Italian Journal of Geosciences - Vol. 142 (2023) f.3

Tectonic control of thermal springs, gas vents and travertine deposition in Bagni di San Filippo and Campiglia d’Orcia area (Monte Amiata Volcano-Geothermal area, Italy)

Andrea Brogi1,2, Lianchao Luo3, Lorenzo Fabbrini4, Giuseppe Pagano5, Paola Tuccimei6, Michele Soligo6 & Enrico Capezzuoli3
1University of Bari Aldo Moro, Department of Earth and Geoenvironmental Sciences, Bari, Italy.
2CNR, Institute of Geosciences and Earth Resources, Pisa, Italy.
3University of Florence, Department of Earth Sciences, Florence, Italy.
4University of Siena, Department of Physics, Earth and and Environmental Sciences, Siena, Italy.
5S.Te.G.A. Viterbo, Italy.
6University of Roma Tre, Department of Sciences, Rome, Italy.
Corresponding author e-mail:

Volume: 142 (2023) f.3
Pages: 318-338


Travertine depositional systems are the surficial evidence of an active geothermal system developing in the upper crust. They are often associated with further geothermal manifestations, such as gas vents (mainly CO2) and thermal springs from which the travertine develops. The distribution of the geothermal manifestations and the growth of the travertine deposits are strictly controlled by active, potentially seismogenic structures. Thus, the study of the geothermal manifestations including travertine deposits can provide information on the seismotectonic setting of an area, revealing the fault occurrence, orientation, and kinematics. In this paper we present a study focused on the relationships among Late Pleistocene-Holocene travertine deposits, still in deposition, thermal springs, gas vents and the Neogene-Quaternary faults in the Monte Amiata Volcano-Geothermal area. Results from a new detailed field mapping aimed at (i) reconstructing the isolated travertine bodies in an area of about 2 km2, in terms of geometry, age (by U/Th radiometric dating) and depositional setting, and (ii) refining the structural dataset on the substratum rocks (formed by Tuscan and Ligurian Units) allowed to define the main faults controlling the geothermal manifestations and related travertine deposition. We highlight fault arrays compatible with a releasing step-over zone which geometry has been partly inherited by previous structures. At the same time, the study on travertine deposits allowed to recognize Late Pleistocene-Holocene fissure ridge-type and mound-type travertine deposits developed along the traces of faults, which still control, locally, gas emission and the location of thermal springs. We also discuss the tectonic setting in the framework of the evolution of the Monte Amiata Volcano- Geothermal area and in the seismotectonic setting.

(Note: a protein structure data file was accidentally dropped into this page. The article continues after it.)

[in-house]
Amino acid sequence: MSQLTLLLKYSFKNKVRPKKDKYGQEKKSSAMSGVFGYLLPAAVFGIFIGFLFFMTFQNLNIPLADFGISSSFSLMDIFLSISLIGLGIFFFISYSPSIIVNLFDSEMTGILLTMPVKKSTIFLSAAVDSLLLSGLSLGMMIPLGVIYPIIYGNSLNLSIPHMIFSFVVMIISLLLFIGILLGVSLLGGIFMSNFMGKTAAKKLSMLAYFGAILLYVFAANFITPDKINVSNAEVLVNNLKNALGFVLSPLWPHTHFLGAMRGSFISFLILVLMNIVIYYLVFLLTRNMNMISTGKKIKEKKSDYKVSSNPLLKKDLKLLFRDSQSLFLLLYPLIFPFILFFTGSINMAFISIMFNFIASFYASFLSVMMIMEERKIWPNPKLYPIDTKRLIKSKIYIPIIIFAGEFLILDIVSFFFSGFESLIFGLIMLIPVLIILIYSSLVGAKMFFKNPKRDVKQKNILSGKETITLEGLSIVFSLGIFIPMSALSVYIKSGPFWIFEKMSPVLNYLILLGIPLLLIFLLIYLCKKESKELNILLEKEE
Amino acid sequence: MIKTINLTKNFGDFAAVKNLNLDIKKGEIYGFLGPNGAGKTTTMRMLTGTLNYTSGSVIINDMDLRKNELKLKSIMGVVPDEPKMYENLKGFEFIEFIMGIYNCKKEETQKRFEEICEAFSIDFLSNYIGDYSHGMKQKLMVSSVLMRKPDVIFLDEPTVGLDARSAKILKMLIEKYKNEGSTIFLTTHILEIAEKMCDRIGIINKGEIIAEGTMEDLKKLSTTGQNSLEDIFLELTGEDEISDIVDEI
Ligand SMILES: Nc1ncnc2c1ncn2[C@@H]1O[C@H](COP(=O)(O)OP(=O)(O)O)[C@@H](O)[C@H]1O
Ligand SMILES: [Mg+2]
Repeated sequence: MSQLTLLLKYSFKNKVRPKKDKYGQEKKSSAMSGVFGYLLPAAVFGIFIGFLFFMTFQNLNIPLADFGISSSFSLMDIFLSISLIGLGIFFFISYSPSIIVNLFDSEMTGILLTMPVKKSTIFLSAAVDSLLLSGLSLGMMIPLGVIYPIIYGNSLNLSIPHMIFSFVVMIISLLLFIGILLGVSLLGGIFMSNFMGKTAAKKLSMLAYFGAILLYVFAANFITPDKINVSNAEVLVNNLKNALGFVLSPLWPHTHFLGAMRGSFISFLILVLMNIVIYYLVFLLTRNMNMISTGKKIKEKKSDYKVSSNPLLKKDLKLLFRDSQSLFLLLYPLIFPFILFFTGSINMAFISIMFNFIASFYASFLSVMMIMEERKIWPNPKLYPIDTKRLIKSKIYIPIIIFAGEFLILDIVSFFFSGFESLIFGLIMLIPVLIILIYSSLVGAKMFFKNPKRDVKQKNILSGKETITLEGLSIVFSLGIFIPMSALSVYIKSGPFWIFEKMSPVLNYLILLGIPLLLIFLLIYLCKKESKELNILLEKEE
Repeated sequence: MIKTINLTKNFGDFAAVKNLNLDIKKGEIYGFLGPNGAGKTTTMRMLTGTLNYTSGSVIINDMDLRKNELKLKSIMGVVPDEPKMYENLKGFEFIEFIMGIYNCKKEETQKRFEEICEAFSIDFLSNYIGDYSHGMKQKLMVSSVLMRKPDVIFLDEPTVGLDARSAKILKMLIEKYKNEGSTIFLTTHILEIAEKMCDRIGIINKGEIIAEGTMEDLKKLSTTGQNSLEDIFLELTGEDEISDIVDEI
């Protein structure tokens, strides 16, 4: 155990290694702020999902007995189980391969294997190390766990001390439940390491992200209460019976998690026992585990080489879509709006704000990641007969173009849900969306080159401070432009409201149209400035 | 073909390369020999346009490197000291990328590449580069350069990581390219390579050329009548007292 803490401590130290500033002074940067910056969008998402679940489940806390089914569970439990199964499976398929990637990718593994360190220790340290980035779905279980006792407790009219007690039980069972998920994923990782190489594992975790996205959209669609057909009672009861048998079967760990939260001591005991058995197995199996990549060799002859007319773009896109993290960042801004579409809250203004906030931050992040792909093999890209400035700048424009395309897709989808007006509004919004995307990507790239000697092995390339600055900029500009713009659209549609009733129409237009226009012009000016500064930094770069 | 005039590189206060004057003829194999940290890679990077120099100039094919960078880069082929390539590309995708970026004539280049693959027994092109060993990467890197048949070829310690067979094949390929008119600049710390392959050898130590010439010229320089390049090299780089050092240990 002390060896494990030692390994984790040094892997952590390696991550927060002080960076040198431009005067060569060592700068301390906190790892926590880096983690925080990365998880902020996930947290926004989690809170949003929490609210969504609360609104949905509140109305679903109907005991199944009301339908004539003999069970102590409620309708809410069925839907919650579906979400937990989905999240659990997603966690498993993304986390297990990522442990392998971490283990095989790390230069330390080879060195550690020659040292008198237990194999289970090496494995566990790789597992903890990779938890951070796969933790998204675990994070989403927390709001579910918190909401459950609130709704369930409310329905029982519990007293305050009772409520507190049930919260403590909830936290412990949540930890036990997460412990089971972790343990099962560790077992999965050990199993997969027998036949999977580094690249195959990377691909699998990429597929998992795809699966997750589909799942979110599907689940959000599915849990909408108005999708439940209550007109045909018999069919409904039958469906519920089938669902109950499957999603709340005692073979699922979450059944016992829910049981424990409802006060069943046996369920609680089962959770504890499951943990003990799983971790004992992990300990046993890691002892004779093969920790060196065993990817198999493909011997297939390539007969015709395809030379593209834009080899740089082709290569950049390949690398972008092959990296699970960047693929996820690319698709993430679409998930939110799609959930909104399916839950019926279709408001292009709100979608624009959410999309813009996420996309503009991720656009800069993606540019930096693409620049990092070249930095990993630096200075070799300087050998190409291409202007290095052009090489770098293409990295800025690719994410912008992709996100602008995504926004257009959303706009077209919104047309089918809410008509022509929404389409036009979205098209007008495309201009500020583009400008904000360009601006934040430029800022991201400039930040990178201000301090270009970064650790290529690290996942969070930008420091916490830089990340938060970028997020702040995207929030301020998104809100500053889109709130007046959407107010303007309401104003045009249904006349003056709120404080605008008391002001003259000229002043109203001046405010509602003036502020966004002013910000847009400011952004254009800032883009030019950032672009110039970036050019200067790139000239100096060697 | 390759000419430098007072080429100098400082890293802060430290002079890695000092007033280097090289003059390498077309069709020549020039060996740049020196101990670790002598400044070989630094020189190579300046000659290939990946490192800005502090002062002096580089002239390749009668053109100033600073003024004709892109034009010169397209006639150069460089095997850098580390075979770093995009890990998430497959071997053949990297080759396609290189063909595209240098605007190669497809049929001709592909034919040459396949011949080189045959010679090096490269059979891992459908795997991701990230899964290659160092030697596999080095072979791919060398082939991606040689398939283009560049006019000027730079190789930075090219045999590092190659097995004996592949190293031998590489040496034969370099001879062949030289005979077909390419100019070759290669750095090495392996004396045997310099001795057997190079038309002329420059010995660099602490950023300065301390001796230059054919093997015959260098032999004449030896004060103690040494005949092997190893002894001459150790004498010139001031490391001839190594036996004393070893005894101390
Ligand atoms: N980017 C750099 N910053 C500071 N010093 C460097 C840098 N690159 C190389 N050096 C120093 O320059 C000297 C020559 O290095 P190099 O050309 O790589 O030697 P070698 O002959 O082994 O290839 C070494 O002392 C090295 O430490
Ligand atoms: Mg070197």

Get Full Text Supplementary Material